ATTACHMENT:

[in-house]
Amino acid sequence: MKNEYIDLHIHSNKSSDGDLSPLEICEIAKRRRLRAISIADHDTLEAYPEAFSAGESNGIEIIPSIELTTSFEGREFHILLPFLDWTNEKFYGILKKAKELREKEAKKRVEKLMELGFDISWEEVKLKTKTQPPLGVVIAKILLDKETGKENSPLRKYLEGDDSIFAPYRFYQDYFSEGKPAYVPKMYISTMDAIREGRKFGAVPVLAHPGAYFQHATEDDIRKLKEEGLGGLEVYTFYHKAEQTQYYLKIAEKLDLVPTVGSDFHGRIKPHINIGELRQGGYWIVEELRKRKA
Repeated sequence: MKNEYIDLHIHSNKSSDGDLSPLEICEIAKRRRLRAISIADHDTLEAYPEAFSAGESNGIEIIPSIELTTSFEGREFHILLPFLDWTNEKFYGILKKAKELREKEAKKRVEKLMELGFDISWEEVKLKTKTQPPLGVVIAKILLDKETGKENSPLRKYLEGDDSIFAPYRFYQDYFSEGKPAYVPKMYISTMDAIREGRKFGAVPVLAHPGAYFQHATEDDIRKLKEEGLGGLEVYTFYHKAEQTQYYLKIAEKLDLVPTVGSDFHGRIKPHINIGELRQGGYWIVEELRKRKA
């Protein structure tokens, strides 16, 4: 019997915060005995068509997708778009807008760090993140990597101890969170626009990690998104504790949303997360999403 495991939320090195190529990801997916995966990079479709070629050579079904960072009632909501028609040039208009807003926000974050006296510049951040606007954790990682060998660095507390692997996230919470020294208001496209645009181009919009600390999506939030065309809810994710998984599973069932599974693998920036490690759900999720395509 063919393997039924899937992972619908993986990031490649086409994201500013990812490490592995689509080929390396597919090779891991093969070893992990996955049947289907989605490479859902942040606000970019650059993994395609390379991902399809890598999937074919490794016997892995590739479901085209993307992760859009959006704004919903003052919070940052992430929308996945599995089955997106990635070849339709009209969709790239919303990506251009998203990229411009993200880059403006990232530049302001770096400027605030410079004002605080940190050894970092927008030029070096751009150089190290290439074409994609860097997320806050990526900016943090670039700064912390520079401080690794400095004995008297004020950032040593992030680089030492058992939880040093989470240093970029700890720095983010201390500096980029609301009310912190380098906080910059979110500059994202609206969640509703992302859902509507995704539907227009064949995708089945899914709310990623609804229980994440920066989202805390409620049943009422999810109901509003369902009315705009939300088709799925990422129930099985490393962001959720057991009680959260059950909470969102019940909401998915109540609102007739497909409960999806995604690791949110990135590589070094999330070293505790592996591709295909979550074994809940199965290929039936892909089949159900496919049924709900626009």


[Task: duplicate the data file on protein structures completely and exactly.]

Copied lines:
[in-house]
Amino acid sequence: MKNEYIDLHIHSNKSSDGDLSPLEICEIAKRRRLRAISIADHDTLEAYPEAFSAGESNGIEIIPSIELTTSFEGREFHILLPFLDWTNEKFYGILKKAKELREKEAKKRVEKLMELGFDISWEEVKLKTKTQPPLGVVIAKILLDKETGKENSPLRKYLEGDDSIFAPYRFYQDYFSEGKPAYVPKMYISTMDAIREGRKFGAVPVLAHPGAYFQHATEDDIRKLKEEGLGGLEVYTFYHKAEQTQYYLKIAEKLDLVPTVGSDFHGRIKPHINIGELRQGGYWIVEELRKRKA
Repeated sequence: MKNEYIDLHIHSNKSSDGDLSPLEICEIAKRRRLRAISIADHDTLEAYPEAFSAGESNGIEIIPSIELTTSFEGREFHILLPFLDWTNEKFYGILKKAKELREKEAKKRVEKLMELGFDISWEEVKLKTKTQPPLGVVIAKILLDKETGKENSPLRKYLEGDDSIFAPYRFYQDYFSEGKPAYVPKMYISTMDAIREGRKFGAVPVLAHPGAYFQHATEDDIRKLKEEGLGGLEVYTFYHKAEQTQYYLKIAEKLDLVPTVGSDFHGRIKPHINIGELRQGGYWIVEELRKRKA
């Protein structure tokens, strides 16, 4: 019997915060005995068509997708778009807008760090993140990597101890969170626009990690998104504790949303997360999403 495991939320090195190529990801997916995966990079479709070629050579079904960072009632909501028609040039208009807003926000974050006296510049951040606007954790990682060998660095507390692997996230919470020294208001496209645009181009919009600390999506939030065309809810994710998984599973069932599974693998920036490690759900999720395509 063919393997039924899937992972619908993986990031490649086409994201500013990812490490592995689509080929390396597919090779891991093969070893992990996955049947289907989605490479859902942040606000970019650059993994395609390379991902399809890598999937074919490794016997892995590739479901085209993307992760859009959006704004919903003052919070940052992430929308996945599995089955997106990635070849339709009209969709790239919303990506251009998203990229411009993200880059403006990232530049302001770096400027605030410079004002605080940190050894970092927008030029070096751009150089190290290439074409994609860097997320806050990526900016943090670039700064912390520079401080690794400095004995008297004020950032040593992030680089030492058992939880040093989470240093970029700890720095983010201390500096980029609301009310912190380098906080910059979110500059994202609206969640509703992302859902509507995704539907227009064949995708089945899914709310990623609804229980994440920066989202805390409620049943009422999810109901509003369902009315705009939300088709799925990422129930099985490393962001959720057991009680959260059950909470969102019940909401998915109540609102007739497909409960999806995604690791949110990135590589070094999330070293505790592996591709295909979550074994809940199965290929039936892909089949159900496919049924709900626009």